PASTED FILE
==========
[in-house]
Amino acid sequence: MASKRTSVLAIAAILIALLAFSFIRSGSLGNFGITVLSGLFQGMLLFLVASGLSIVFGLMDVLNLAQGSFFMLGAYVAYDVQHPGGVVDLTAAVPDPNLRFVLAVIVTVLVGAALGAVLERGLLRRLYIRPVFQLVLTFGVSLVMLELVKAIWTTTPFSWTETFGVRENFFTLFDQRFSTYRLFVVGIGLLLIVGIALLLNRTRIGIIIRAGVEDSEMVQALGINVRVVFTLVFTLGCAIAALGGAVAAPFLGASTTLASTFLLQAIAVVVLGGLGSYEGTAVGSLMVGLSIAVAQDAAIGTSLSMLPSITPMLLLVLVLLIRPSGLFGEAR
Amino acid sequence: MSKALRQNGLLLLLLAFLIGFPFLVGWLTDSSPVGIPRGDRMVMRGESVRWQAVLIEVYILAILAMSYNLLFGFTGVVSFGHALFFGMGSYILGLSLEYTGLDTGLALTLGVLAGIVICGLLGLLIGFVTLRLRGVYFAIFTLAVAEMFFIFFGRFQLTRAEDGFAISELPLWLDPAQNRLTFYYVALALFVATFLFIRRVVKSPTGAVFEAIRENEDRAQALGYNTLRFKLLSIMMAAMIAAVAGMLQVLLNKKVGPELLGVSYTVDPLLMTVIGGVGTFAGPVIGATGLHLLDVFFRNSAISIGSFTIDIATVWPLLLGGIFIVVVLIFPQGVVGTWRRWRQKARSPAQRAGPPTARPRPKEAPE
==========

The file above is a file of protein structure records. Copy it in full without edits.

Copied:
[in-house]
Amino acid sequence: MASKRTSVLAIAAILIALLAFSFIRSGSLGNFGITVLSGLFQGMLLFLVASGLSIVFGLMDVLNLAQGSFFMLGAYVAYDVQHPGGVVDLTAAVPDPNLRFVLAVIVTVLVGAALGAVLERGLLRRLYIRPVFQLVLTFGVSLVMLELVKAIWTTTPFSWTETFGVRENFFTLFDQRFSTYRLFVVGIGLLLIVGIALLLNRTRIGIIIRAGVEDSEMVQALGINVRVVFTLVFTLGCAIAALGGAVAAPFLGASTTLASTFLLQAIAVVVLGGLGSYEGTAVGSLMVGLSIAVAQDAAIGTSLSMLPSITPMLLLVLVLLIRPSGLFGEAR
Amino acid sequence: MSKALRQNGLLLLLLAFLIGFPFLVGWLTDSSPVGIPRGDRMVMRGESVRWQAVLIEVYILAILAMSYNLLFGFTGVVSFGHALFFGMGSYILGLSLEYTGLDTGLALTLGVLAGIVICGLLGLLIGFVTLRLRGVYFAIFTLAVAEMFFIFFGRFQLTRAEDGFAISELPLWLDPAQNRLTFYYVALALFVATFLFIRRVVKSPTGAVFEAIRENEDRAQALGYNTLRFKLLSIMMAAMIAAVAGMLQVLLNKKVGPELLGVSYTVDPLLMTVIGGVGTFAGPVIGATGLHLLDVFFRNSAISIGSFTIDIATVWPLLLGGIFIVVVLIFPQGVVGTWRRWRQKARSPAQRAGPPTARPRPKEAPE